So, how do we know when to read the Bible literally vs. reading it figuratively? Well, again, as we’re going to see over and over again: we make that decision the same way that we do it in normal conversation. And basically, the way we do it in normal human conversation is that we assume the language is literal until contextual evidence suggests otherwise.
In other words, we normally start with the assumption that people are speaking literally. We only start to look for more figurative meanings when there are good reasons to do so. We do this, for instance, when:
1. The literal meaning can’t be true: “It killed me when the Broncos lost last night!” – really? Then how are you telling me this?
2. There are obvious indicators of figurative language in the context: “He’s a yellow-bellied, good-for-nothing, low-down snake in the grass!” – which could be a technical description of someone’s pet snake…but probably not.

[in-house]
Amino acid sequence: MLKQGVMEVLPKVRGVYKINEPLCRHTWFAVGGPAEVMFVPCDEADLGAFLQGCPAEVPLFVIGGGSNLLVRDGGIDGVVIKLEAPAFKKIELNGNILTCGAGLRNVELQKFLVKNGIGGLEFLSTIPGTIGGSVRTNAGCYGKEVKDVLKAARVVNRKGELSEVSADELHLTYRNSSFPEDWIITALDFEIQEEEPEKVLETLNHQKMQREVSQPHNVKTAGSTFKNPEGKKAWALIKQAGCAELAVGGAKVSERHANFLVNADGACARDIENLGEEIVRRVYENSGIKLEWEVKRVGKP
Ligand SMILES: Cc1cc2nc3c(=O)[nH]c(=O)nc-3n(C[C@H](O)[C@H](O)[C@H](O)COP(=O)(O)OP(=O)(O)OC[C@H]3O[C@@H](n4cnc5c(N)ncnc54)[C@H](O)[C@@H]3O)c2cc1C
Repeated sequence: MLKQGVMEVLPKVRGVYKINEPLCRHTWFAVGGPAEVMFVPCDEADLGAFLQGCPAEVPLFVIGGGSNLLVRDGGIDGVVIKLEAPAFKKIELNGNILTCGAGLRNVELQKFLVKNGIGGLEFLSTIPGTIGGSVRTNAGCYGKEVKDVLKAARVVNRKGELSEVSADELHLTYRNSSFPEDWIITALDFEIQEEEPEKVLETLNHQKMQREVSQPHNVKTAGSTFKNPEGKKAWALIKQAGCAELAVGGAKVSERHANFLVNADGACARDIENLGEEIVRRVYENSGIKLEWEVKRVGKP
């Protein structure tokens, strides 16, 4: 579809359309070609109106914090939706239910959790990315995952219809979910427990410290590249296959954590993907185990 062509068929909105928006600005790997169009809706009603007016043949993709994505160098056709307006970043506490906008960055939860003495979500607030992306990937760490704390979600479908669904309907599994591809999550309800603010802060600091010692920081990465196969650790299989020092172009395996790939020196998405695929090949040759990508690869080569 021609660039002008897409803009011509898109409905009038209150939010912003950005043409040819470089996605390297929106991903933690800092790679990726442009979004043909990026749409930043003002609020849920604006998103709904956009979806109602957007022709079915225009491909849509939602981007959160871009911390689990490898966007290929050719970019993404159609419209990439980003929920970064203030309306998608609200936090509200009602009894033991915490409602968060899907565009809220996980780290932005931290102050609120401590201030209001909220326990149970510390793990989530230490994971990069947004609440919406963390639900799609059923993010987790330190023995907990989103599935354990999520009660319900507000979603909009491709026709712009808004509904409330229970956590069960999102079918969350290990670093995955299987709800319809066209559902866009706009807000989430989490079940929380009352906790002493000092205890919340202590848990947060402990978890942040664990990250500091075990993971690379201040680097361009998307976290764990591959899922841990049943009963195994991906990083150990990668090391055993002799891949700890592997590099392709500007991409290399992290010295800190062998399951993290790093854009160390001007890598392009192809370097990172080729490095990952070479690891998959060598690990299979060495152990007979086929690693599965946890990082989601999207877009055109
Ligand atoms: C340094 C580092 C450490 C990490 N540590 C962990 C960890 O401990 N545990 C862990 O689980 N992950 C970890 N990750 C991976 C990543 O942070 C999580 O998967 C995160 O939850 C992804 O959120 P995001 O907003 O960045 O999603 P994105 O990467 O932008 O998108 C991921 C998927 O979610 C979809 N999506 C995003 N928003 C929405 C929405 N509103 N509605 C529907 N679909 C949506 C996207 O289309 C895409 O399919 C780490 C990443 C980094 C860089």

3. There is a clear indication of a literary genre which is closely associated with figurative language: “I think of you and nearly faint, but don’t take this as a complaint, you overflow and fill my cup and I could nearly eat you up!” – creepy, but probably not a threat from a cannibal (…but you might want to lock your doors just to be safe).
That’s not all the kinds of evidence that might make us think that figurative language could be in use, but you get the point: we can usually tell in context if someone is speaking literally or figuratively and we can do the same thing when reading the Bible. So, start with the assumption that a passage in the Bible is using plain language, but be on the lookout for evidence that figurative language is in use. God – and the authors He inspired – want you to understand the intended meaning of each passage, so they won’t try to trick you into thinking a passage is using plain language when its actually figurative or vice versa. The clues are usually right there in the context if we just remember to be on the lookout for them.